Every day takes too much thought. – Gwen Meharg Gwen left this comment in our Art Career Success System private group. I was struck by her insight because I had been reading about this at the time. “Decision fatigue” is a real phenomenon in contemporary society. According to researchers, we make over 200 decisions per day about food alone. Just food decisions! I don’t know about you, but all of these decisions wear me out. As an example, I spent 3 months last fall researching espresso machines – dreaming of holding the perfect cup of coffee while still in my jammies. But I could never click the button to buy. My husband took me out of my misery. He decided on one, bought it, wrapped it, and put it under the tree. Best. Gift. Ever. No decision (on my part) was required. Don’t get me started on making travel reservations. I can’t stand to make plane reservations or to find a hotel. What if I book “the wrong” flight or land at the wrong airport? Don’t laugh. I recently did this when I was confused about a small airport name, and it cost me a lot of extra driving time. I contend that we’re happier when
The history of art is a history of artistic breakthroughs. Consider these significant achievements:
– Scientific perspective
– Oil painting, and then acrylics
– Abstraction (Gasp! Art doesn’t have to be a window on the world?)
– Collage (Huh? Glue paper on top of paper??)
– Constructed sculpture (rather than carved or modeled)
My first artistic breakthrough came in 1974 when I rendered a blue jay and cardinal in oil pastel. I’m an artist, I thought.
I wasn’t looking for a breakthrough. I didn’t even know what one was at that young age. I was just trying to make a pretty picture that my grandmother would like.
I had another breakthrough in college when I realized that I liked my art history classes better than my painting classes. Again, I wasn’t looking for a breakthrough or to change my major. I was merely trying to make it through another semester.
My biggest breakthrough came in 2001-02 when I listened to artists who were looking for help with their careers. I could never have imagined this line of work that has been so rewarding.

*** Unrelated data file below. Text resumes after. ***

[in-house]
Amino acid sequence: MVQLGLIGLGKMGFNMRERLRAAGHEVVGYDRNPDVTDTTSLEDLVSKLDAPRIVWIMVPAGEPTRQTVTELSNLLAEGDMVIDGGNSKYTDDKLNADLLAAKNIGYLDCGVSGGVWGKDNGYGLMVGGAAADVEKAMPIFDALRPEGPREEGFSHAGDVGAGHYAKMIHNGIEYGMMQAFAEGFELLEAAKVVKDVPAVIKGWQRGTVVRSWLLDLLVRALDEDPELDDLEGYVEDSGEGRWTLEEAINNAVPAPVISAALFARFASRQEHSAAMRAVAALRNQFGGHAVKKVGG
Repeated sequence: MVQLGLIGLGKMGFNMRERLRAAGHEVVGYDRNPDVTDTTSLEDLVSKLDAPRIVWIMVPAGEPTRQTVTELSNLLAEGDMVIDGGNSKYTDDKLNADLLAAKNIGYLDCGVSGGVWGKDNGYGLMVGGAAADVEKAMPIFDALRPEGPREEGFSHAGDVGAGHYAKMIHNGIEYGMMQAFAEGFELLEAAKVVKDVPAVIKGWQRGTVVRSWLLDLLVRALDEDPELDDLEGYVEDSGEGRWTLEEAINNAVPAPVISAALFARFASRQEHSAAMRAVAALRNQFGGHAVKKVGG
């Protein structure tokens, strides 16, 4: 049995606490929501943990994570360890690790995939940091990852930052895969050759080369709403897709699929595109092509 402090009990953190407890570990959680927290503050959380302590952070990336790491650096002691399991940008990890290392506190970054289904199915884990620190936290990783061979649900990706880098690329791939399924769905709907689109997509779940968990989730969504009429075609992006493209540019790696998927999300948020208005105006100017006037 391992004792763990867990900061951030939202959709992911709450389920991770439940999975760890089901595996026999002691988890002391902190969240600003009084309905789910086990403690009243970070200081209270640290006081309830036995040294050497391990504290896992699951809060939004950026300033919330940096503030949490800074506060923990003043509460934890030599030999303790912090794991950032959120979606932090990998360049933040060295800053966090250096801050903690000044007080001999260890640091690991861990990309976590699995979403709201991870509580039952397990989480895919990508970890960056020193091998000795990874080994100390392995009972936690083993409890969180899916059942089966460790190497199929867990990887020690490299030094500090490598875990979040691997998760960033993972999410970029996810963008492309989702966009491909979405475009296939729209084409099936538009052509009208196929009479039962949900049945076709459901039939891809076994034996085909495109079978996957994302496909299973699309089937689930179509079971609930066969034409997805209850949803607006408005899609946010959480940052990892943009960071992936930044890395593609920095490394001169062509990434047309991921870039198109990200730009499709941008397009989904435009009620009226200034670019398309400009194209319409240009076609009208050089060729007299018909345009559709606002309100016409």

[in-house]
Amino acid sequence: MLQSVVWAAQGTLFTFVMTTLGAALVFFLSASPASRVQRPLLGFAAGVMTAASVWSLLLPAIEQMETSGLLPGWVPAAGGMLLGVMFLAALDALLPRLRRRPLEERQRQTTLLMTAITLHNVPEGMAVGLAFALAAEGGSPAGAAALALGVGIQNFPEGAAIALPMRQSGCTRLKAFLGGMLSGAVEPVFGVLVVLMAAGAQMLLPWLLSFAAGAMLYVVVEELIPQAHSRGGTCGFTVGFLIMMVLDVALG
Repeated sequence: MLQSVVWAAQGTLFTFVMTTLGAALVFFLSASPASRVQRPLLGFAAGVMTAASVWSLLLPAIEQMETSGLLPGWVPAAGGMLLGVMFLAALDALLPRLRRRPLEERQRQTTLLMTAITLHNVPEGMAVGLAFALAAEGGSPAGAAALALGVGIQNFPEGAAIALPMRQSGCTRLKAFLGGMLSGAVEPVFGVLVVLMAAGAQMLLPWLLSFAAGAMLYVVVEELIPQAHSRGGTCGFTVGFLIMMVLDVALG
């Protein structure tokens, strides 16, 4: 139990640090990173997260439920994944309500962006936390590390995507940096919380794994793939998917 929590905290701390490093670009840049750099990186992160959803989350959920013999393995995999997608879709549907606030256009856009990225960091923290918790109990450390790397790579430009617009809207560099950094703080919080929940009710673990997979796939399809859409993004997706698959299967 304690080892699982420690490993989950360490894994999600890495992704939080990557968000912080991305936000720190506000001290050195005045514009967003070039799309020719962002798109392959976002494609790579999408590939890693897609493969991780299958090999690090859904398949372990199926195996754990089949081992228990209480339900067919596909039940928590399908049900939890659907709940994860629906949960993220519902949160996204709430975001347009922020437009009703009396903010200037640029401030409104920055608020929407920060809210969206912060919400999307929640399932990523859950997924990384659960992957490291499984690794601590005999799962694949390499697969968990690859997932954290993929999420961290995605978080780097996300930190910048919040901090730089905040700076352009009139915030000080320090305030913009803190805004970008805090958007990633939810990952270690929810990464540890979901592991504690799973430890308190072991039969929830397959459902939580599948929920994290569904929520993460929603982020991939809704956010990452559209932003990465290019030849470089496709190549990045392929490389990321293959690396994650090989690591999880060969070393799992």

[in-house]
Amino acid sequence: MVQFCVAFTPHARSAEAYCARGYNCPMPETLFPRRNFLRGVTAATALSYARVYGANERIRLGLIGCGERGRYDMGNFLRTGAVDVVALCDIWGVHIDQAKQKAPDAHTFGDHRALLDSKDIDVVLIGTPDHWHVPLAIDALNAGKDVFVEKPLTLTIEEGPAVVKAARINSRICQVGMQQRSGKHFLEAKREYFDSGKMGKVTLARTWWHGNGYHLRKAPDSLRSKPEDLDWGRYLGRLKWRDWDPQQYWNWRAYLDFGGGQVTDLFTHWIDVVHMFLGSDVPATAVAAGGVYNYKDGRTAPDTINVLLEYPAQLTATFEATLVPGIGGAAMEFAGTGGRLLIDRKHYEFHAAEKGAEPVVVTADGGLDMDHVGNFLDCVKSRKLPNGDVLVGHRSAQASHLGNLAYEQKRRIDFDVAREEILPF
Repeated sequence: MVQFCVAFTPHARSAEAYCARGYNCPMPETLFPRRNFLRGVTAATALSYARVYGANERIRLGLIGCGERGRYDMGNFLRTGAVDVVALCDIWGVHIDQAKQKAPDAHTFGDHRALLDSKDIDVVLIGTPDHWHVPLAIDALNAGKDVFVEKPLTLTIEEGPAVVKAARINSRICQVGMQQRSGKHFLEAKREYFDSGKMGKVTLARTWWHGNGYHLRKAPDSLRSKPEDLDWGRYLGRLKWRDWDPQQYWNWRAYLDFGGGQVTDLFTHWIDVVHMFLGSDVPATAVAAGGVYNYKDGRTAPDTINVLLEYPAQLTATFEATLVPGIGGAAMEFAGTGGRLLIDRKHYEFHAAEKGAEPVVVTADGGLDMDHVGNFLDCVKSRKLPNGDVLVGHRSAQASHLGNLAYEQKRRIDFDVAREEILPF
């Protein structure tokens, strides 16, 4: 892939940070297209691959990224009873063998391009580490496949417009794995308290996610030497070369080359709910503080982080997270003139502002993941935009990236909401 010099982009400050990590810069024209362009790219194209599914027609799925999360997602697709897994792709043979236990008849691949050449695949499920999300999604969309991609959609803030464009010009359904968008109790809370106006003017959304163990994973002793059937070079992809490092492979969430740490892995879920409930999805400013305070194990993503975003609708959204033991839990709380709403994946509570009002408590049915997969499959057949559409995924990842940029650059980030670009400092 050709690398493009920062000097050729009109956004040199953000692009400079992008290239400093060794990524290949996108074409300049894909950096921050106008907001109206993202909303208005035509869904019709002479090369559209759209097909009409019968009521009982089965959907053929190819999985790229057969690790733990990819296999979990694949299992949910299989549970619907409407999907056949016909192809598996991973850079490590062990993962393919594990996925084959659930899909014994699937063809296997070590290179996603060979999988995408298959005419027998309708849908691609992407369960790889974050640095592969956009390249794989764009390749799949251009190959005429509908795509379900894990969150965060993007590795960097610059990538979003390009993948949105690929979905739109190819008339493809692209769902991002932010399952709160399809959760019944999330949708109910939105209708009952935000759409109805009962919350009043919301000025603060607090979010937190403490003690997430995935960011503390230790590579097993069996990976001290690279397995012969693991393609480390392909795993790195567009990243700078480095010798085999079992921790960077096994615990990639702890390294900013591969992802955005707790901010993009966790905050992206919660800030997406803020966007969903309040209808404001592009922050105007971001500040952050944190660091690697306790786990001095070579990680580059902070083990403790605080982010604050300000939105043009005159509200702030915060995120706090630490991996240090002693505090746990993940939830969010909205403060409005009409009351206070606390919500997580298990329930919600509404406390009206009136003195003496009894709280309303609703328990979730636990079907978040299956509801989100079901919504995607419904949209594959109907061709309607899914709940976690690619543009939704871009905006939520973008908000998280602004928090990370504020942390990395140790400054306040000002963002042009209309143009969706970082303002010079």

What Needs to Break?
The dictionary defines a breakthrough as …
Know that you are not alone in wanting to know the answer to this question.
It’s asked of me so often that I thought I’d throw it out to you.
Loyal reader Tami Bone put it this way …
How do other artists juggle or balance studio time with time to focus on marketing and business?
I find the switching back and forth to be difficult, and it seems I need full days to focus on one or the other.
So, what say you?
How do you find the balance? How do you divide your time between business and making art?
If you ever doubted that routines are important for doing strong creative work, read Twyla Tharp’s book, The Creative Habit.
What is your morning routine?
What do you do each morning without thinking? What do you wish you would be able to do in the mornings?
Do you rise and shine early? Or are you a late starter?
Respond on this first Curious Monday post.
Even if you work with a bookkeeper and accountant, as I do, there’s still much work to be done this time of year.
Every year I learn something new at tax time that I wish I had known in advance – insights that would have made the filing process much easier.
These three actions are a compilation of what I’ve learned from my experiences and those of my clients, which should eliminate some of the crazies around tax time.
1. Take charge of your business finances.
Don’t rely on a spouse to take care of your business finances. You, as CEO and CFO of your art career, need to know how to manage the money. You must take 100% responsibility for your future.
As sad as it is, I’ve heard many stories about people being duped out of their life savings by spouses who made poor financial decisions. These weren’t features in the paper or characters in a television exposé. These were artists and clients.
At the same time,